I created the same app in Svelte.js and Malina.js. Here are the differences.

Oleg Nechaev
Jul 5 · 5 min read
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I like Svelte.js. Since I’ve tried it, I wanted to try another way to detect changes/mutations, current change detector is one of the keys of Svelte, without it Svelte would not be itself. So to experience another change-detector I made a little “sister” of Svelte is Malina.js, which instead of checking if a variable was changed, it checks if a binding was changed (bind-checking). Below are a few examples how it’s better.

To be able to see a difference I made the same todo-app on Svelte.js and Malina.js (a code style for Svelte to work with an array is taken from official svelte-todomvc).

Links: Svelte todo-app, Malina todo-app.

Let’s start with function “add” where we append todo item in array:

Code for removing an item:

You can notice that code for Malina.js is more compact, it detects mutations, so you can use any approach in Malina.js.

And the most interesting case, when we choose one item on:click={() => active=todo}, after this a todo-object presents in 2 places - in array todos and variable active, and rendered in 2 places. So if you mutate this object bind:value={active.name}, Svelte will not detect it, and you need to trigger an update manually, Svelte:

<input on:keydown={enterEdit} bind:value={active.name} />const enterEdit = (e) => {
if(e.keyCode == 13) active=null;
todos=todos; // trigger updating todos
}

In Malina:

<input on:keydown|enter={active=null} bind:value={active.name} />

You don’t need extra code here, it works as expected — active.name is changed by input and rendered in the list automatically, because change-detector checks bindings. Also you could notify an event modifier “enter” which works only for key “Enter” - it’s very helpful, I think it would be good if Svelte will have it (vue.js also has it).

One more example is to change (reverse) todo.name, Svelte:

const reverse = todo => {
let newName = todo.name.split("").reverse().join("");
todos = todos.map(item => ({
name: item==todo?newName:item.name
}));
}

Malina.js, just change a name and it works:

const reverse = todo => {
todo.name = todo.name.split("").reverse().join("");
}

So you can see that code in Svelte look like pure JS, but I can’t use JS freely.

Svelte offers an immutable way — but it’s just a mask to hide “assignment”, because assignment triggers an update, but not immutability. So it’s enough to write todos=todos, after that Svelte triggers an update.

So the main reason for immutability in Svelte is to make JS looks more natural, to escape from valueless todos=todos, which is similar to command setValue/setState from other frameworks.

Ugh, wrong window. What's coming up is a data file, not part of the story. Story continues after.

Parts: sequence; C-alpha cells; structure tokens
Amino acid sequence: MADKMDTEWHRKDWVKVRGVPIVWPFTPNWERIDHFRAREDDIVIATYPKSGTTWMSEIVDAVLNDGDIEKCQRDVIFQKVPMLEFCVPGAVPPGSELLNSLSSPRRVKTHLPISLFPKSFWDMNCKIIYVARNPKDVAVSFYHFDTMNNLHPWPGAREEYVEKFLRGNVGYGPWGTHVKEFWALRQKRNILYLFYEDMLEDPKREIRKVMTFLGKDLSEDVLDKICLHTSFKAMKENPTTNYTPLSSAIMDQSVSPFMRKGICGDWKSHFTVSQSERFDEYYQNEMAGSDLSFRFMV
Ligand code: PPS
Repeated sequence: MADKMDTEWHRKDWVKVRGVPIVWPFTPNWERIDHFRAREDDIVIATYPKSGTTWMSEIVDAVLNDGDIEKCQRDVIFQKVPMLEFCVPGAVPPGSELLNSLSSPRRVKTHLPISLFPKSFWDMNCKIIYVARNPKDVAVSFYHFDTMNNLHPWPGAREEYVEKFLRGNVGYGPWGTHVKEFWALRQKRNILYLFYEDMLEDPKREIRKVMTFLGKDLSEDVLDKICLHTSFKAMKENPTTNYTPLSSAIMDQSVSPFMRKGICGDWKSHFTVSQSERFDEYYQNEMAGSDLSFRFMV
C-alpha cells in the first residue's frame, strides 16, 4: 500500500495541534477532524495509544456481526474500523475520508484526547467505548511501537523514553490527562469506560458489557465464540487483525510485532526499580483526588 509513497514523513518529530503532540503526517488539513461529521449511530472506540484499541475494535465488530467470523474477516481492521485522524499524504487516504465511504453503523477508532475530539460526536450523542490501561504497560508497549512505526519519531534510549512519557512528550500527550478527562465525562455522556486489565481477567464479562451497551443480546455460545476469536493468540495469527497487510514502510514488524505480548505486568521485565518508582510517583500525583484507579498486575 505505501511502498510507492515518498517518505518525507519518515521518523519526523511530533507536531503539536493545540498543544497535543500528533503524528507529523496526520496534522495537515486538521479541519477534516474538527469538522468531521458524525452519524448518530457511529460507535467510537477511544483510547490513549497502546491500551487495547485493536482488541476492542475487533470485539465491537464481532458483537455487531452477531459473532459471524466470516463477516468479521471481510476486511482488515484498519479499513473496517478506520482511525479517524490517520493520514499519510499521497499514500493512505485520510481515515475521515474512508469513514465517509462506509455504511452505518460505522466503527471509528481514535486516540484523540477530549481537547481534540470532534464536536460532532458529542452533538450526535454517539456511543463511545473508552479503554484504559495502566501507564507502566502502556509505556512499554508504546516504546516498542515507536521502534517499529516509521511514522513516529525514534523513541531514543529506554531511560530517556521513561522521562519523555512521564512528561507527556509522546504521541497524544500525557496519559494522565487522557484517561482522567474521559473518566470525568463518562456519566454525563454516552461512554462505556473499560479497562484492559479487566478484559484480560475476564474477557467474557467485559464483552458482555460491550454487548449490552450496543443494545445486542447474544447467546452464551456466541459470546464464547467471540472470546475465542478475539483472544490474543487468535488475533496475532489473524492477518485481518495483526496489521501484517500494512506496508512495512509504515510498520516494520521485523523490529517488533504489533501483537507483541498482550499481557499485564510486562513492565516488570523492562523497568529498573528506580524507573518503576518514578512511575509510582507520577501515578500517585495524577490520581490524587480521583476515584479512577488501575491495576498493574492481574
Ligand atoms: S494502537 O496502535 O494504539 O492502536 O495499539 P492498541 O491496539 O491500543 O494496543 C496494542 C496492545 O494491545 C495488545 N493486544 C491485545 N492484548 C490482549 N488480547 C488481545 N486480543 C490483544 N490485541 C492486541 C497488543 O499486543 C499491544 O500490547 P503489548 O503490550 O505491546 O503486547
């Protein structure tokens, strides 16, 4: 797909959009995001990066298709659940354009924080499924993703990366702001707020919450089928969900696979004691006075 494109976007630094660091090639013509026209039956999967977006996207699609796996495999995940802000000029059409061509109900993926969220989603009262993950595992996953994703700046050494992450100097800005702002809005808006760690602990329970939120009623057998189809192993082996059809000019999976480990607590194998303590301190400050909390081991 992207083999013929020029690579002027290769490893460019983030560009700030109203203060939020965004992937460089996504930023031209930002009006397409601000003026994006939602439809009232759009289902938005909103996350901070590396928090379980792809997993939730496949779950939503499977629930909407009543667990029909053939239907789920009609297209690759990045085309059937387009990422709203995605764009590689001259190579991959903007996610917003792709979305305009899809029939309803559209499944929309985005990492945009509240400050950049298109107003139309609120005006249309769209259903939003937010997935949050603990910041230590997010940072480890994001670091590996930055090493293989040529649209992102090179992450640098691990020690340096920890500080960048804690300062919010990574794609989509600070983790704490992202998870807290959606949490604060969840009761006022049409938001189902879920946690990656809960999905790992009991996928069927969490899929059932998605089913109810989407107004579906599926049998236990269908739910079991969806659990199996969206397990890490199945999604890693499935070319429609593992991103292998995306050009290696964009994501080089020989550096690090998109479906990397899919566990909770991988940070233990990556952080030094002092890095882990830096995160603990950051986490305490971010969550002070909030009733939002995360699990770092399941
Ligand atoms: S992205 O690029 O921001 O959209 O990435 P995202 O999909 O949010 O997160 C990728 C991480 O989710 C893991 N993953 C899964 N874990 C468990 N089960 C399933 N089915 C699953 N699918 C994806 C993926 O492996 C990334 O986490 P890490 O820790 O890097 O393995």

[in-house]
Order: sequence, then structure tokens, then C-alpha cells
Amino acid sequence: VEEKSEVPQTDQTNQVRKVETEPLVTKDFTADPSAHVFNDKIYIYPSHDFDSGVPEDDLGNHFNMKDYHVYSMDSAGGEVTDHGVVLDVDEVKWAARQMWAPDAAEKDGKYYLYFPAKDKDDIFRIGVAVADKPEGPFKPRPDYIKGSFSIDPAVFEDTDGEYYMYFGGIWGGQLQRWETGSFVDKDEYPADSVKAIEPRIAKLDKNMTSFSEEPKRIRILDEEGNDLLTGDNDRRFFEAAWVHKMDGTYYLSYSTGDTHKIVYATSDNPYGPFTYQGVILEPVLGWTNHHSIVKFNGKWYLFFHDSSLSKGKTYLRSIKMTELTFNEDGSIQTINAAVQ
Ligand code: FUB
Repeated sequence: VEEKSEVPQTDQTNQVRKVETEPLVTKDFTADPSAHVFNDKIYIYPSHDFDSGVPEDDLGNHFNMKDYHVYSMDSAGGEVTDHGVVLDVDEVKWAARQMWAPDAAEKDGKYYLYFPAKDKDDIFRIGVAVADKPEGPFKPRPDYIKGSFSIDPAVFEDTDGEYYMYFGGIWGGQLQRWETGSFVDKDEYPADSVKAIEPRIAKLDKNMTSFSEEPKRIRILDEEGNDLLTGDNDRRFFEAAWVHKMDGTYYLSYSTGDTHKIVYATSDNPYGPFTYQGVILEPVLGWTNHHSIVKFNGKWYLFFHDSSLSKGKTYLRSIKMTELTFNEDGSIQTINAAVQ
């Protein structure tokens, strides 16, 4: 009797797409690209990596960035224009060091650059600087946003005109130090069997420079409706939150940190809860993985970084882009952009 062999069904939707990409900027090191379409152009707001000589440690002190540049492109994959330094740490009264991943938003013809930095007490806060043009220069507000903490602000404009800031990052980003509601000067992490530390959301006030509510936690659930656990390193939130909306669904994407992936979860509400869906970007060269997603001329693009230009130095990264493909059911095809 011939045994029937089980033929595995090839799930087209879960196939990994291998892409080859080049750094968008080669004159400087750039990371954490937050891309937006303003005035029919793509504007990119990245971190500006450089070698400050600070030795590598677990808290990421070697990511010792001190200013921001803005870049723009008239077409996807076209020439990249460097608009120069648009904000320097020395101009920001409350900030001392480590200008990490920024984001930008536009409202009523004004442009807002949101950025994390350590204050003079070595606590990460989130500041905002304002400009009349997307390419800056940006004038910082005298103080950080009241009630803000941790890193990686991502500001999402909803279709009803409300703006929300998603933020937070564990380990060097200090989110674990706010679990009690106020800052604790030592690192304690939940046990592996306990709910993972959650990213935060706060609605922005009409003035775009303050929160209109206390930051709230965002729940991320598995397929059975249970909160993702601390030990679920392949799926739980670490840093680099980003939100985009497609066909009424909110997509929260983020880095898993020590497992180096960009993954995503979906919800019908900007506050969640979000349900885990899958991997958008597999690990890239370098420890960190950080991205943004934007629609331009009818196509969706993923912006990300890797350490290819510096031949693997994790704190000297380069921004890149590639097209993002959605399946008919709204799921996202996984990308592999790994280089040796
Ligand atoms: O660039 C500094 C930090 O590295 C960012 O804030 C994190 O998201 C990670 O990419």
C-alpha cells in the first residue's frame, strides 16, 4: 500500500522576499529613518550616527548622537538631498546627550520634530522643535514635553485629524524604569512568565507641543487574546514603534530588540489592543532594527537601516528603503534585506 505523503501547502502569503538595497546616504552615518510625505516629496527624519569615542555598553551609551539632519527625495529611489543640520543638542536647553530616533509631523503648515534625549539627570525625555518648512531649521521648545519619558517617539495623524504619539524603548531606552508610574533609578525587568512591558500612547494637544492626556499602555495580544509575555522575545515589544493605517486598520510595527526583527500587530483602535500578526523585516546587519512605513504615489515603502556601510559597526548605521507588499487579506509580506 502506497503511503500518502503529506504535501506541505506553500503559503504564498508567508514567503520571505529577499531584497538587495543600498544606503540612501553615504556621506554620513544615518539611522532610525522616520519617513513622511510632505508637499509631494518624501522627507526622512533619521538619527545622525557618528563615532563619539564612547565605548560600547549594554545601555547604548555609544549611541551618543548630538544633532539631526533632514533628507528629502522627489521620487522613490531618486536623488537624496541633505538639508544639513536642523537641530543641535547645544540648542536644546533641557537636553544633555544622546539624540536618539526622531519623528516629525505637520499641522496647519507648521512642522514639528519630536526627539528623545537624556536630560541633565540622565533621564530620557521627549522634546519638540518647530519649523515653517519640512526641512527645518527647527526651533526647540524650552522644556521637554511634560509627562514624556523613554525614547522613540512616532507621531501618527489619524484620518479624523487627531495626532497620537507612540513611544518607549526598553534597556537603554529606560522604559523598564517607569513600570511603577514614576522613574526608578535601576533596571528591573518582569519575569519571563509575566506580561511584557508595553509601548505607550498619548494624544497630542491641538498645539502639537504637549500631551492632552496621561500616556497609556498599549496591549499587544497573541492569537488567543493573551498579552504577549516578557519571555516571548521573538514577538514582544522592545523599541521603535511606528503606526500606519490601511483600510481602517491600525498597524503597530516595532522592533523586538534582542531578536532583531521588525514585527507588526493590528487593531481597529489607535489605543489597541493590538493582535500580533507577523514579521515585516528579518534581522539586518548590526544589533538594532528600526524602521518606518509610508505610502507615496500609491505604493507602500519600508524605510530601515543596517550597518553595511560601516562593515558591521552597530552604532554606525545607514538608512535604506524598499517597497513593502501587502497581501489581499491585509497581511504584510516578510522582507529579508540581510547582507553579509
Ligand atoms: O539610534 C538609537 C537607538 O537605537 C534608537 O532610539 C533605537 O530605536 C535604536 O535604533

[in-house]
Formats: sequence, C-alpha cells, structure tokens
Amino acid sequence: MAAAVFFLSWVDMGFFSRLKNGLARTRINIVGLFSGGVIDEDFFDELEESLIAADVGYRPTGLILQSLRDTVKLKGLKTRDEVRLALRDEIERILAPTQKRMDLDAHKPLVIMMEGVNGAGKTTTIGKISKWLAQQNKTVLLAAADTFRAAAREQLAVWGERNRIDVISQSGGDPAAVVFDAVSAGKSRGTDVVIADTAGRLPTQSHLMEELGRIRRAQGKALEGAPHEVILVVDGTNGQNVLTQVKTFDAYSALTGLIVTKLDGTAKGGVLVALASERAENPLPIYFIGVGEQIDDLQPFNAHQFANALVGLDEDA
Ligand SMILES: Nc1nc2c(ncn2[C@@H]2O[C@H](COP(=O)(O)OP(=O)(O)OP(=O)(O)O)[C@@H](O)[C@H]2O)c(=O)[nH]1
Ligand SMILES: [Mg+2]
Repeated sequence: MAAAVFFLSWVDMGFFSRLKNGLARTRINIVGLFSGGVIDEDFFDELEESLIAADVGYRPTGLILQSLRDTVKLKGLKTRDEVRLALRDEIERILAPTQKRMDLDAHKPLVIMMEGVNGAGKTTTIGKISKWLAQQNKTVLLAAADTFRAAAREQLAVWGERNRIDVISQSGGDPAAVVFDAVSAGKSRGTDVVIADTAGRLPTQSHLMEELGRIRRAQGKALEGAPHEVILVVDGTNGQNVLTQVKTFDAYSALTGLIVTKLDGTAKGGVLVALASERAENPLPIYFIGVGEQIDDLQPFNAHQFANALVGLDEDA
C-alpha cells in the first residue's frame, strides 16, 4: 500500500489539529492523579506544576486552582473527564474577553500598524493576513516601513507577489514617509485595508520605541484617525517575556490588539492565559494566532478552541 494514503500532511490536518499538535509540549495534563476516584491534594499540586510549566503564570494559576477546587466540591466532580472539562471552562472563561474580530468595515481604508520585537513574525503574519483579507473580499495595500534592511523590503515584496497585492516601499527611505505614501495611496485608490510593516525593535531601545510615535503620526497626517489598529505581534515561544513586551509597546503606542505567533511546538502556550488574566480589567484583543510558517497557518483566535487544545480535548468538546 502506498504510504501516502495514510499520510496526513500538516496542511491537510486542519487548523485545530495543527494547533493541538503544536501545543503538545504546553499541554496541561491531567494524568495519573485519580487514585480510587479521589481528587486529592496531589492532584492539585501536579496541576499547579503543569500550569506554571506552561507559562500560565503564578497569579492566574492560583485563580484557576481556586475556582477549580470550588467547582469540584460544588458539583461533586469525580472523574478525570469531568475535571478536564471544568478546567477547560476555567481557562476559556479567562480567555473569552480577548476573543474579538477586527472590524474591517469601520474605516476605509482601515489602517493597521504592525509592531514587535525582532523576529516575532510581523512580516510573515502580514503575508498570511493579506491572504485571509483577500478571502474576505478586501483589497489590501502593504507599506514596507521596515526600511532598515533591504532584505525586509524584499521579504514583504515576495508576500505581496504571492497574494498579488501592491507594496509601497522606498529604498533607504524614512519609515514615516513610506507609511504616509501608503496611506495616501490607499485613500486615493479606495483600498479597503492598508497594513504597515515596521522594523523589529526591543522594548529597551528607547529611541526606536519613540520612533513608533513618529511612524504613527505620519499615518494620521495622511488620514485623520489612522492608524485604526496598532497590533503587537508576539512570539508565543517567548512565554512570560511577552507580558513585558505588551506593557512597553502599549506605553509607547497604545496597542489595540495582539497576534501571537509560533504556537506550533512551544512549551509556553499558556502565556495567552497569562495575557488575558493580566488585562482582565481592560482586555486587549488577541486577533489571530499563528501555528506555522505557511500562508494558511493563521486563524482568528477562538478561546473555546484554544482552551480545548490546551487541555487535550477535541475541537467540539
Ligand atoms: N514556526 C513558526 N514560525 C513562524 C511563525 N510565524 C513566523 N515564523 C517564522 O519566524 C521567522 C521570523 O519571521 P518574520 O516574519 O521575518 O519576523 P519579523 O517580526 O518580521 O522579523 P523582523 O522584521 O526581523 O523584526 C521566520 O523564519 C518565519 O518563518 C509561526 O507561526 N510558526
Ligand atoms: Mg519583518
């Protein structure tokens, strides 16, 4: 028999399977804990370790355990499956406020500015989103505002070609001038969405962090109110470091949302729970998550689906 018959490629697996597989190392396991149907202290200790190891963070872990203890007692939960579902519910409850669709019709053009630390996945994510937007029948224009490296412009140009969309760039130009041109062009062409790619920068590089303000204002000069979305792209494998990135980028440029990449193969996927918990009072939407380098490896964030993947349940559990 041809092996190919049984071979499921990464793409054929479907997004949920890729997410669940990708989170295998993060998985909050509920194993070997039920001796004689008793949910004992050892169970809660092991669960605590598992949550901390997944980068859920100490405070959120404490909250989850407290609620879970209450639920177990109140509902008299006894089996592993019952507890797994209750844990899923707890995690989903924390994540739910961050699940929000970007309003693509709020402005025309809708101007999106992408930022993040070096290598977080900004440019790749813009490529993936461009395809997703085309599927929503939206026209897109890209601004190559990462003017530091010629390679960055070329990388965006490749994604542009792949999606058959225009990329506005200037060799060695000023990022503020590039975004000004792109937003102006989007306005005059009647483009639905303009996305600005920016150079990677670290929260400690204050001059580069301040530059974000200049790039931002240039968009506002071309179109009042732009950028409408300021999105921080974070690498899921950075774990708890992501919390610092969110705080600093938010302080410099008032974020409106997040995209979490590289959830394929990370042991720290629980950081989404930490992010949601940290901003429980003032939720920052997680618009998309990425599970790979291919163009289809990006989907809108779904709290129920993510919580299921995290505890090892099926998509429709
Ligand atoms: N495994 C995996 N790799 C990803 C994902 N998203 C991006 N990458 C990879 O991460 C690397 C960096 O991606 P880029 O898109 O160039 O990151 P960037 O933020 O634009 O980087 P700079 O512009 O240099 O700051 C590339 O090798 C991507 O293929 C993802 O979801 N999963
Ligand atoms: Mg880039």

Malina.js lets me mutate objects and arrays, it works as I expect it from JavaScript.

What else is different?

It’s an another way to build DOM, let’s look at this small snippet:

<div class="some class">
<span on:click={click}>
<b>a lot of <i>html</i> can be here</b>
</span>
</div>

How it looks in Svelte after compilation (Svelte builds it element by element):

div = element("div");
span = element("span");
b = element("b");
t0 = text("a lot of ");
i = element("i");
i.textContent = "html";
t2 = text(" can be here");
attr_dev(div, "class", "some class");
...
insert_dev(target, div, anchor);
append_dev(div, span);
append_dev(span, b);
append_dev(b, t0);
append_dev(b, i);
append_dev(b, t2);
...
dispose = listen(span, "click", click, false, false, false);

How it looks in Malina.js:

$element.innerHTML = `<div class="some class"> <span> <b>a lot of <i>html</i> can be here</b> </span> </div>`;$element.childNodes[0].childNodes[1].addEventListener('click', ...);

A template is inserted as one operation, and node.cloneNode(true) is used for repeatable blocks in #each and #if (Solid.js works similar way).

It gives smaller bundle size and slightly better performance (twice faster re-rendering list in Firefox), e.g. I compiled the same TodoMVC app:

  • Svelte: 3.7kb gzipped (a generation of uuid was removed to be equal),
  • Malina: 2.7kb gzipped (source).

Last thing which was changed is a style for event bindings, it is taken from Angular, so in Malina.js it looks like on:click={reverse(todo)} when in Svelte it’s on:click={() => {reverse(todo)}}, but it’s not decided finally.

What Malina.js can do today

Malina.js is too young (I started it just a 2 weeks ago), so it has not many features yet, but the most important features are available which are needed for simple apps and widgets.

For now there is: bindings, binding events, class/style, if-else block, for-each blocks, custom directives/actions, reactivity (detecting changes), all these things you can see in examples here.

Try Malina.js

  • You can try it online in REPL (which is also built with Malina.js — just 140 lines of code)
  • Or you can run it via docker with live-reloading, if you don’t want to install nodejs and stuff: docker run — rm -it — user ${UID} -p 7000:7000 -p 35729:35729 -v `pwd`:/app/src lega911/malina
  • Or install a template via npm/npx:
npx degit malinajs/template myapp
cd myapp
npm install
npm run dev
# open http://localhost:7000/

Conclusion

Malina.js is like Svelte with another change-detector. It helps to use JavaScript more freely, with more expected behavior. More simple JavaScript gives easier developing process.

Thank you for reading, please leave feedback.

Rich has said that Svelte is not a just compiler, it’s a language, Svelte-language, but I still want to use JavaScript.

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Oleg Nechaev

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JavaScript In Plain English

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Oleg Nechaev

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JavaScript In Plain English

New articles every day.